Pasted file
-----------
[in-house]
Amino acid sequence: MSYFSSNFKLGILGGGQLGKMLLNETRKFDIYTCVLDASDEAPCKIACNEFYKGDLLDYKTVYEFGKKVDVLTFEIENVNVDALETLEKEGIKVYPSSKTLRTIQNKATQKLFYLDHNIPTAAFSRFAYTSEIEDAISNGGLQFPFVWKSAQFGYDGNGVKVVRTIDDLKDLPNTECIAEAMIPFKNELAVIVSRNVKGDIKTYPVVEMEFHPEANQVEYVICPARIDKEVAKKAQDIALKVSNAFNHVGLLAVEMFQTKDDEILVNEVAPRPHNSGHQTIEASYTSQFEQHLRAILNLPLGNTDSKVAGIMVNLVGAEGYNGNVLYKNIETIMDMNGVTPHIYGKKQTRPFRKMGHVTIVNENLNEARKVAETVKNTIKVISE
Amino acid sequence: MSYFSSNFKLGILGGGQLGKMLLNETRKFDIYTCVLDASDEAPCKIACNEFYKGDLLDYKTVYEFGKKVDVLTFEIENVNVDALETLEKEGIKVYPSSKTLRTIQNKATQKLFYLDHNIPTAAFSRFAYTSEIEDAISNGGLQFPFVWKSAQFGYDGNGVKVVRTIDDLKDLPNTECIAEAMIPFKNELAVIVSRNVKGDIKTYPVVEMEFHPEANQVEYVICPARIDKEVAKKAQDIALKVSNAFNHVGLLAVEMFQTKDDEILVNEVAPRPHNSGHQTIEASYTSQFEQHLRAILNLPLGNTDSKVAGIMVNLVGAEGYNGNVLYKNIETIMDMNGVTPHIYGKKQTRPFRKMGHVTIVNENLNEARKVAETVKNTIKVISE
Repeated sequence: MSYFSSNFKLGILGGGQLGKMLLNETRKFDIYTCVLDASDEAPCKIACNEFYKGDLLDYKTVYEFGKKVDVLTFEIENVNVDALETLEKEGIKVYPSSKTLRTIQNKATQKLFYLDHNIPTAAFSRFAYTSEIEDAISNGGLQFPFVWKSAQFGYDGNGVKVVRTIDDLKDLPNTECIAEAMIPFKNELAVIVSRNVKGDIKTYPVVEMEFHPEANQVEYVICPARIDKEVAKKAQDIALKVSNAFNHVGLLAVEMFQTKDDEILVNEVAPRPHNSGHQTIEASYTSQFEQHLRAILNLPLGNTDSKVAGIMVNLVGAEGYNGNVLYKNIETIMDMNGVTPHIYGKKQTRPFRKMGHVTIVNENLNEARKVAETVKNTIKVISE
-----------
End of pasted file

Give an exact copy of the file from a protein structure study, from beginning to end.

[in-house]
Amino acid sequence: MSYFSSNFKLGILGGGQLGKMLLNETRKFDIYTCVLDASDEAPCKIACNEFYKGDLLDYKTVYEFGKKVDVLTFEIENVNVDALETLEKEGIKVYPSSKTLRTIQNKATQKLFYLDHNIPTAAFSRFAYTSEIEDAISNGGLQFPFVWKSAQFGYDGNGVKVVRTIDDLKDLPNTECIAEAMIPFKNELAVIVSRNVKGDIKTYPVVEMEFHPEANQVEYVICPARIDKEVAKKAQDIALKVSNAFNHVGLLAVEMFQTKDDEILVNEVAPRPHNSGHQTIEASYTSQFEQHLRAILNLPLGNTDSKVAGIMVNLVGAEGYNGNVLYKNIETIMDMNGVTPHIYGKKQTRPFRKMGHVTIVNENLNEARKVAETVKNTIKVISE
Amino acid sequence: MSYFSSNFKLGILGGGQLGKMLLNETRKFDIYTCVLDASDEAPCKIACNEFYKGDLLDYKTVYEFGKKVDVLTFEIENVNVDALETLEKEGIKVYPSSKTLRTIQNKATQKLFYLDHNIPTAAFSRFAYTSEIEDAISNGGLQFPFVWKSAQFGYDGNGVKVVRTIDDLKDLPNTECIAEAMIPFKNELAVIVSRNVKGDIKTYPVVEMEFHPEANQVEYVICPARIDKEVAKKAQDIALKVSNAFNHVGLLAVEMFQTKDDEILVNEVAPRPHNSGHQTIEASYTSQFEQHLRAILNLPLGNTDSKVAGIMVNLVGAEGYNGNVLYKNIETIMDMNGVTPHIYGKKQTRPFRKMGHVTIVNENLNEARKVAETVKNTIKVISE
Repeated sequence: MSYFSSNFKLGILGGGQLGKMLLNETRKFDIYTCVLDASDEAPCKIACNEFYKGDLLDYKTVYEFGKKVDVLTFEIENVNVDALETLEKEGIKVYPSSKTLRTIQNKATQKLFYLDHNIPTAAFSRFAYTSEIEDAISNGGLQFPFVWKSAQFGYDGNGVKVVRTIDDLKDLPNTECIAEAMIPFKNELAVIVSRNVKGDIKTYPVVEMEFHPEANQVEYVICPARIDKEVAKKAQDIALKVSNAFNHVGLLAVEMFQTKDDEILVNEVAPRPHNSGHQTIEASYTSQFEQHLRAILNLPLGNTDSKVAGIMVNLVGAEGYNGNVLYKNIETIMDMNGVTPHIYGKKQTRPFRKMGHVTIVNENLNEARKVAETVKNTIKVISE